More stories can be told of the entangled race between the state, on the one side, and the migrants and their helpers, on the other, to determine who can move across a border and by what means. I propose considering this interface between state actions and migrant actions as an important field of innovation and knowledge production. Governments felt challenged by newly emerging businesses that offered transportation across borders to those not permitted to cross them. Consequently, governments developed new methods of monitoring such people and their movements. Migrants and agents, for their part, found creative solutions to new restrictions. Sanchez points out that the smugglers operating at the U.S.–Mexican border “effectively navigate the constraints of their marginalization by fulfilling an essential need within an also marginal community.”21 They “not only show the de-territorialized character of the border, but their success at promoting migration constitutes a direct challenge to the very state desperate to re-establish its diminishing powers.”22 But is the state’s power really contracting? Its powers to effectively control migration might be limited, but not its capacity to develop new techniques of border control, including performative displays of its sovereign power—techniques that can come in handy in other areas where the state wants to classify, control, direct, include, and exclude people.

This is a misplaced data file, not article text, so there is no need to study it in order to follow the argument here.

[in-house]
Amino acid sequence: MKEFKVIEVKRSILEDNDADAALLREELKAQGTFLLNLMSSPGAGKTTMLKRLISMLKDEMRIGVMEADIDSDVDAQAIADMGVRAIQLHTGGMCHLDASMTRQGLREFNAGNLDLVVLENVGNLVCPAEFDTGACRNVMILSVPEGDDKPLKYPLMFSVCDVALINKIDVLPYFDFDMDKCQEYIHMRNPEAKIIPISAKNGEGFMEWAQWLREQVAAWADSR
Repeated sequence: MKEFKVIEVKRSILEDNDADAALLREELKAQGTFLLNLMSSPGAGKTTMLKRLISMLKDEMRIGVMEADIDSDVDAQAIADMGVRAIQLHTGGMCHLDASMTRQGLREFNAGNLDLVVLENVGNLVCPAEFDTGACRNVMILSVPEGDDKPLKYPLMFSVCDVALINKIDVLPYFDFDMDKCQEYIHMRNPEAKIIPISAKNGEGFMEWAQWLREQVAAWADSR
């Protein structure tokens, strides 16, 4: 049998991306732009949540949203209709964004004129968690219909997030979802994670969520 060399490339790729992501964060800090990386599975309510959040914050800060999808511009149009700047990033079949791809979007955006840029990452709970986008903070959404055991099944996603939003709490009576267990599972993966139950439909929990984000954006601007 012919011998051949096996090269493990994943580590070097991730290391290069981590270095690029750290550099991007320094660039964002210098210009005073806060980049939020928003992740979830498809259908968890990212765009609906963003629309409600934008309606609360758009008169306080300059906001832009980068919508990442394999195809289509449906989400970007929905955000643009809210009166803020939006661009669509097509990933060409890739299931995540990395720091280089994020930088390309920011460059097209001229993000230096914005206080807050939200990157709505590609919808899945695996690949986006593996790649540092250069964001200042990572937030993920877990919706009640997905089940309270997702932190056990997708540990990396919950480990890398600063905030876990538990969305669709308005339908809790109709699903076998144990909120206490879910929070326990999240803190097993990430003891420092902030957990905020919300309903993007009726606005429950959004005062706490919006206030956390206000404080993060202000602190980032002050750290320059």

Ulf Brunnbauer is academic director of the Leibniz Institute for East and Southeast European Studies, Regensburg, and he holds the Chair of History of Southeast and Eastern Europe at the University of Regensburg.